Friday, February 1, 2008

things are horribly out of balance



first picture: PORT-AU-PRINCE, Haiti - It was lunchtime in one of Haiti's worst slums and Charlene Dumas was eating mud read the full report here
and then there is this excerpt from a recent NY Times Article: full article here"Rethinking the Meat-Guzzler"

To put the energy-using demand of meat production into easy-to-understand terms, if Americans were to reduce meat consumption by just 20 percent it would be as if we all switched from a standard sedan to the ultra-efficient Prius.
Grain, meat and even energy are roped together in a way that could have dire results. More meat means a corresponding increase in demand for feed, especially corn and soy, which some experts say will contribute to higher prices.
This will be inconvenient for citizens of wealthier nations, but it could have tragic consequences for those of poorer ones, especially if higher prices for feed divert production away from food crops. The demand for ethanol is already pushing up prices, and explains, in part, the 40 percent rise last year in the food price index calculated by the United Nations’ Food and Agricultural Organization.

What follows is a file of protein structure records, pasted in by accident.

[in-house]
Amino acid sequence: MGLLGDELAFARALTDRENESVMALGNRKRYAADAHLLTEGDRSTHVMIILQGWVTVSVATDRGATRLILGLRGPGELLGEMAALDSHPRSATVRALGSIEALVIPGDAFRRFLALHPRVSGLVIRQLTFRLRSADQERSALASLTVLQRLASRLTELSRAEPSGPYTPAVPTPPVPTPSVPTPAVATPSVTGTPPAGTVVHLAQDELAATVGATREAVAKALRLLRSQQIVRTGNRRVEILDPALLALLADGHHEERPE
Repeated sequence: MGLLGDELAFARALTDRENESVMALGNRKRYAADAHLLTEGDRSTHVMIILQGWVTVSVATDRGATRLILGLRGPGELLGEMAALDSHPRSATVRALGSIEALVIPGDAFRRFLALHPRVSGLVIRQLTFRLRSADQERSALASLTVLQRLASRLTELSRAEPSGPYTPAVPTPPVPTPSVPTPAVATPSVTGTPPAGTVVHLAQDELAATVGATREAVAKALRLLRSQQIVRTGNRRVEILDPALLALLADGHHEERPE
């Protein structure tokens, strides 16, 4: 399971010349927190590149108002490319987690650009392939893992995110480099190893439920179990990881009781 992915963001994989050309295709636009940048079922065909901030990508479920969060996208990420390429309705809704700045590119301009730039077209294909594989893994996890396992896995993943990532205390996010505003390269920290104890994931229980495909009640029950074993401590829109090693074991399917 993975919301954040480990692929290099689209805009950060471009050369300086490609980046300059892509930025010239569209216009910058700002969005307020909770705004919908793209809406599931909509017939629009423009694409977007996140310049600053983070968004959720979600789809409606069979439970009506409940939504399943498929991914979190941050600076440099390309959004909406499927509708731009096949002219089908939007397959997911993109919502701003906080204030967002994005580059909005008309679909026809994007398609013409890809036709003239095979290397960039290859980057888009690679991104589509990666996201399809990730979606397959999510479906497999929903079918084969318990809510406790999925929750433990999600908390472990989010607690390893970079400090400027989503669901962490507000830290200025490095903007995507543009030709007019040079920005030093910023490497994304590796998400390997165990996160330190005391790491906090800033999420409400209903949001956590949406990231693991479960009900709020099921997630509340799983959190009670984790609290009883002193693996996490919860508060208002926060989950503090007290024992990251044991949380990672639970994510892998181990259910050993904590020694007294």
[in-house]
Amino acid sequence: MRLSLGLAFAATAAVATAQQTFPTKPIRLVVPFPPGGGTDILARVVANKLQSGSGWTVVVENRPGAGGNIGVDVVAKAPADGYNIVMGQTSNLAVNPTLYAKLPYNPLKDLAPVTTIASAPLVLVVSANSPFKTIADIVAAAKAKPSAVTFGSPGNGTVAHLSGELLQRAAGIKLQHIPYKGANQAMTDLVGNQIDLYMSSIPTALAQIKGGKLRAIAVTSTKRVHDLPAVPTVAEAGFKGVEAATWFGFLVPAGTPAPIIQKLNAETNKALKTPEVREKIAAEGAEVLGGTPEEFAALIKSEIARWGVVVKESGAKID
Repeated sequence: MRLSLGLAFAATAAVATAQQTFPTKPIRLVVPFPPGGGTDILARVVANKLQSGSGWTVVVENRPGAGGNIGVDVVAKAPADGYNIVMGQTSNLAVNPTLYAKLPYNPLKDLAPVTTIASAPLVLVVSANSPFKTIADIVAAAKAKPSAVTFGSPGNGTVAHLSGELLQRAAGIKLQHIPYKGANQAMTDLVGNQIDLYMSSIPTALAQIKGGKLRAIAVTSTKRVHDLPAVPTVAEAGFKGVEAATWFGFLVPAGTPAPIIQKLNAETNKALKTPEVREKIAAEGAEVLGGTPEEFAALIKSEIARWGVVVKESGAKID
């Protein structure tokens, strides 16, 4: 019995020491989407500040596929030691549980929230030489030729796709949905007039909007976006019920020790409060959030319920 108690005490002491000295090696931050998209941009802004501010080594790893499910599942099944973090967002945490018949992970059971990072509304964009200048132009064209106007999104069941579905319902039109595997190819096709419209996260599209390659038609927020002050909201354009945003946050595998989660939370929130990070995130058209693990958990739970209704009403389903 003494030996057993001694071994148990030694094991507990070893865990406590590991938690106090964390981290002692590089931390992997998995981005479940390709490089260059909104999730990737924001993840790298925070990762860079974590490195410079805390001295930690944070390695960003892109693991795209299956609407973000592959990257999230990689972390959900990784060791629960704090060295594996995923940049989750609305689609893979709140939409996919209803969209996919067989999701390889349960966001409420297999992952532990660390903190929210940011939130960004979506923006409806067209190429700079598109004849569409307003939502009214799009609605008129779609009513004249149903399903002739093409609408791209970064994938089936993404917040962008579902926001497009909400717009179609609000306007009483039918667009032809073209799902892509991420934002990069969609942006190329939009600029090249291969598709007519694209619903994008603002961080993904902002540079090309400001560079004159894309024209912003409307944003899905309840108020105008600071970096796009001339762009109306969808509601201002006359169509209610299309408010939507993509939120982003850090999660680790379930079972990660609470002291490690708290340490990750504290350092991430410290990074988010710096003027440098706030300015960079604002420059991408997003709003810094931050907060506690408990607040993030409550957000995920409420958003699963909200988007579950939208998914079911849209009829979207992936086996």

Though some 800 million people on the planet now suffer from hunger or malnutrition, the majority of corn and soy grown in the world feeds cattle, pigs and chickens. This despite the inherent inefficiencies: about two to five times more grain is required to produce the same amount of calories through livestock as through direct grain consumption"

I already knew that meat production is an inefficient way to get protein in terms of the resources used to obtain it, but this article highlights just how damaging it is on so many levels.

Am I saying that because I eat less meat that means I think the poor people will not have to eat mud? No, not directly and not immediately; I don't believe that anything is going to change for poor people in my lifetime. But all things and beings (animal and human) ARE connected, and if enough people made many small changes the chain of existence which connects us all could be linking more people who can live without hunger and with dignity. Of course, for me even if there was not a huge hidden cost to eating large quantities of meat, it's an easy choice because it makes me feel bad or downright ill. I feel SO much better eating very small amounts of meat (mostly pork as a seasoning) and mostly vegetable, fruits, some dairy products, like yogurt, so that makes me not a particularly noble character for eating very little factory farmed meat; for me it's no sacrifice.

No comments: